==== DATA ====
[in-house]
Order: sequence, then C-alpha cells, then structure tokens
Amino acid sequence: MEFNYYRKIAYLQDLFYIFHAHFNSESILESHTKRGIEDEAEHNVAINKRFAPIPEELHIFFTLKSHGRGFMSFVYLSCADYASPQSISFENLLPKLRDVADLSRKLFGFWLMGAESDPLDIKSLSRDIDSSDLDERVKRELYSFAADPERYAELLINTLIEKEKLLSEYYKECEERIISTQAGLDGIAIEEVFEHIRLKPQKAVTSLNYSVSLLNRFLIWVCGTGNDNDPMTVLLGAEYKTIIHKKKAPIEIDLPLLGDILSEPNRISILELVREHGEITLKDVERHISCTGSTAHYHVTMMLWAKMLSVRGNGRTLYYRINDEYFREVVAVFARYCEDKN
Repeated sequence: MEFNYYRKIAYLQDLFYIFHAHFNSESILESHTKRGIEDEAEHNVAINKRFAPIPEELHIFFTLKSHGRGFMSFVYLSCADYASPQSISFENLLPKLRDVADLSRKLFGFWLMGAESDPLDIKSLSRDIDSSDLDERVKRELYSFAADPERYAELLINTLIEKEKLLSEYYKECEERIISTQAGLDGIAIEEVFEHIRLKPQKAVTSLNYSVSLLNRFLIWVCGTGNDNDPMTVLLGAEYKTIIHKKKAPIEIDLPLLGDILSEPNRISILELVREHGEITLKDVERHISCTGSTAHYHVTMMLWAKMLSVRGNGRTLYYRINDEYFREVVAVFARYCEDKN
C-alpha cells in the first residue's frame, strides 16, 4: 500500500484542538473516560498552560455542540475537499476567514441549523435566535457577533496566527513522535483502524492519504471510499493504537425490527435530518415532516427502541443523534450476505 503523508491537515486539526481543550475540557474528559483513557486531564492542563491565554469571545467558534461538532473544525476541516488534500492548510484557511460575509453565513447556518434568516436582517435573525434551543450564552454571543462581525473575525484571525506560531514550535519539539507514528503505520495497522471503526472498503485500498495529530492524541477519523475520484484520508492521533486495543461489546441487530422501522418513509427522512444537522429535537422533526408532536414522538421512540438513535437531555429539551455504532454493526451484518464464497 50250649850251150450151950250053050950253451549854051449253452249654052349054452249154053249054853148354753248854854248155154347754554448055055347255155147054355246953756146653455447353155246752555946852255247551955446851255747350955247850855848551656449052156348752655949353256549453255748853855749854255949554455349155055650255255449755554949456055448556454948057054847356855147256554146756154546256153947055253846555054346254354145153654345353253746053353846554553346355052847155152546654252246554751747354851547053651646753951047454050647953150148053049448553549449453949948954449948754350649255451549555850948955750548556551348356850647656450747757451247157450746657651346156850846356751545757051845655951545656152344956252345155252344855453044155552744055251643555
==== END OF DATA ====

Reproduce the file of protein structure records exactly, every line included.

[in-house]
Order: sequence, then C-alpha cells, then structure tokens
Amino acid sequence: MEFNYYRKIAYLQDLFYIFHAHFNSESILESHTKRGIEDEAEHNVAINKRFAPIPEELHIFFTLKSHGRGFMSFVYLSCADYASPQSISFENLLPKLRDVADLSRKLFGFWLMGAESDPLDIKSLSRDIDSSDLDERVKRELYSFAADPERYAELLINTLIEKEKLLSEYYKECEERIISTQAGLDGIAIEEVFEHIRLKPQKAVTSLNYSVSLLNRFLIWVCGTGNDNDPMTVLLGAEYKTIIHKKKAPIEIDLPLLGDILSEPNRISILELVREHGEITLKDVERHISCTGSTAHYHVTMMLWAKMLSVRGNGRTLYYRINDEYFREVVAVFARYCEDKN
Repeated sequence: MEFNYYRKIAYLQDLFYIFHAHFNSESILESHTKRGIEDEAEHNVAINKRFAPIPEELHIFFTLKSHGRGFMSFVYLSCADYASPQSISFENLLPKLRDVADLSRKLFGFWLMGAESDPLDIKSLSRDIDSSDLDERVKRELYSFAADPERYAELLINTLIEKEKLLSEYYKECEERIISTQAGLDGIAIEEVFEHIRLKPQKAVTSLNYSVSLLNRFLIWVCGTGNDNDPMTVLLGAEYKTIIHKKKAPIEIDLPLLGDILSEPNRISILELVREHGEITLKDVERHISCTGSTAHYHVTMMLWAKMLSVRGNGRTLYYRINDEYFREVVAVFARYCEDKN
C-alpha cells in the first residue's frame, strides 16, 4: 500500500484542538473516560498552560455542540475537499476567514441549523435566535457577533496566527513522535483502524492519504471510499493504537425490527435530518415532516427502541443523534450476505 503523508491537515486539526481543550475540557474528559483513557486531564492542563491565554469571545467558534461538532473544525476541516488534500492548510484557511460575509453565513447556518434568516436582517435573525434551543450564552454571543462581525473575525484571525506560531514550535519539539507514528503505520495497522471503526472498503485500498495529530492524541477519523475520484484520508492521533486495543461489546441487530422501522418513509427522512444537522429535537422533526408532536414522538421512540438513535437531555429539551455504532454493526451484518464464497 50250649850251150450151950250053050950253451549854051449253452249654052349054452249154053249054853148354753248854854248155154347754554448055055347255155147054355246953756146653455447353155246752555946852255247551955446851255747350955247850855848551656449052156348752655949353256549453255748853855749854255949554455349155055650255255449755554949456055448556454948057054847356855147256554146756154546256153947055253846555054346254354145153654345353253746053353846554553346355052847155152546654252246554751747354851547053651646753951047454050647953150148053049448553549449453949948954449948754350649255451549555850948955750548556551348356850647656450747757451247157450746657651346156850846356751545757051845655951545656152344956252345155252344855453044155552744055251643555